Not about to give her the satisfaction of cheating me out of my money, I pick up a pack of gum and slap it down with the snow peas.
“Do you have a Quick Mart Card?” she drones scanning the items.
I’m fourteen. Does it look like I own a Quick Mart Card?
“No,” I say flatly.
She drops the items in the bag and rings me up, handing me my change. I grab the plastic bag and she drops the change into my outstretched palm. Of course, at this point I have to leave. I can’t just wander around pressing cool vegetables to my skin.
Outside, the heat rushes at me and hits me hard in the face. It feels like decades ago I was in air conditioning. I fumble with the bag for a minute and drop the change in. Quarters and bills. Given my awful coordination, one drops and falls to the concrete.
I stoop down and grab it. But as I stand up, I do a double take. There’s another coin on the ground. One that I didn’t drop. I hunker back down and scoop it up. It’s just a penny. Heads up, shiny and new. I grin. I need all the luck I can get today. I toss it in the bag with the rest of the coins. This penny gives me the luck I need to get back home.
15 painful minutes later, I’ve just about collapsed onto the floor of my kitchen. My mom and dad are at work, given it’s only 3:35. The contents of my Quick Mart bag spill onto the linoleum floor. The now defrosted snow peas are worthless and the gum is melted. I scoop up all the money. My eyes land once again on my shiny penny.
The tiny bit of anger still left in my dissolves as I scoop it up. Abe Lincoln’s familiar face is shiny and bright, and the date readable. 2017.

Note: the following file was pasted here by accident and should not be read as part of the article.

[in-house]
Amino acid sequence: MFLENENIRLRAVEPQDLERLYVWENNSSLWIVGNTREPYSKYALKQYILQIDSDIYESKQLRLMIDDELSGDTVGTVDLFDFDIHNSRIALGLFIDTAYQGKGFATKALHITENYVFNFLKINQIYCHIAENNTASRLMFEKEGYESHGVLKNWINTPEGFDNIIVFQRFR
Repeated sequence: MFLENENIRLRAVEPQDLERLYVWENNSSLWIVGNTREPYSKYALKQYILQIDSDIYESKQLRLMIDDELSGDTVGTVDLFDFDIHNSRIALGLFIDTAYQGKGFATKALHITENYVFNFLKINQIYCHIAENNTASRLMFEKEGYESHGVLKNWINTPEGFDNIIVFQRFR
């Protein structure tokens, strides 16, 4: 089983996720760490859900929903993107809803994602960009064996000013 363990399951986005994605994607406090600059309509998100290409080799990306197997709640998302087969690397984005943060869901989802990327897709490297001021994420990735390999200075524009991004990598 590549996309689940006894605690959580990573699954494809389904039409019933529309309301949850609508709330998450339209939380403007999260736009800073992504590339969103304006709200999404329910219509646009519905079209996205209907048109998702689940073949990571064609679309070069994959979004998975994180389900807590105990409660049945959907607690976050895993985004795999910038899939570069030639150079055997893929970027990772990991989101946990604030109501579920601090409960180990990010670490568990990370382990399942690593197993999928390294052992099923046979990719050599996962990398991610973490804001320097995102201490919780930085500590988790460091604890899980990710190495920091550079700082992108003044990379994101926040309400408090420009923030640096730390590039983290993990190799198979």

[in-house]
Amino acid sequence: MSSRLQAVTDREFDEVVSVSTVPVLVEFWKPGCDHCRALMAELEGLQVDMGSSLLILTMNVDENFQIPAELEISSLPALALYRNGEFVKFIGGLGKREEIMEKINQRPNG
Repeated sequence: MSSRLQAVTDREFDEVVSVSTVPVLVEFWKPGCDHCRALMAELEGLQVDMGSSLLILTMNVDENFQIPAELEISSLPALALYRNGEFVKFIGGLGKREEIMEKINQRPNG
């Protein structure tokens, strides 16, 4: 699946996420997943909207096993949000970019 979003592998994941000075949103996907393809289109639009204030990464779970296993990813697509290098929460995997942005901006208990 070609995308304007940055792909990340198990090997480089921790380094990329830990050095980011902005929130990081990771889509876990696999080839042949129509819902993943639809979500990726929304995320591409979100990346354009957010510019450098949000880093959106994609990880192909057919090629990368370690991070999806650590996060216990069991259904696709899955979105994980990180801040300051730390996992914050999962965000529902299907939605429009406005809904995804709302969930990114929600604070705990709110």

I look again. That’s not possible. But sure enough, there in that thin font is 2017. It’s clear as day. My heart skips a beat and my mouth goes dry. It’s probably just an error. I tell myself nervously. Olivia, the US Mint doesn’t make errors. Says the logical side.
A thought occurs to me. What if, what if this coin is from the future?
My fingers reach instinctively for my phone, ready to call my mom. What would I tell her? “Hey mom, I found a penny that says 2017, and I think it might be from the future, but I’m not sure…can you come home?”
She’d probably tell me to lay off the sugar or it’s a manufacturing error. I breathe in, and out. I close my eyes and pinch myself. When I open them, I half expect aliens to be in my kitchen. But they aren’t. I’m still just a sweaty teenager with a messed up penny.
I look at it one more time. Then, I do the only thing that seems logical. I look at it and tell myself good things.
“Life goes on.” I whisper softly, feeling a light floating feeling inside. “The world isn’t going to end in a few months, the sun won’t black out. This thing with Tess and I isn’t going to last forever, and if it does, I’ll know I still have the future.”
The cheesy line I spewed out makes me feel embarrassed, but it’s also true.
“Life is going to go on.” I tell myself. “There’s proof right here.”
And sure enough, there is. In the warm palm of my hand is a copper disk with the inscription 2017. And for now, that’s all the proof I need.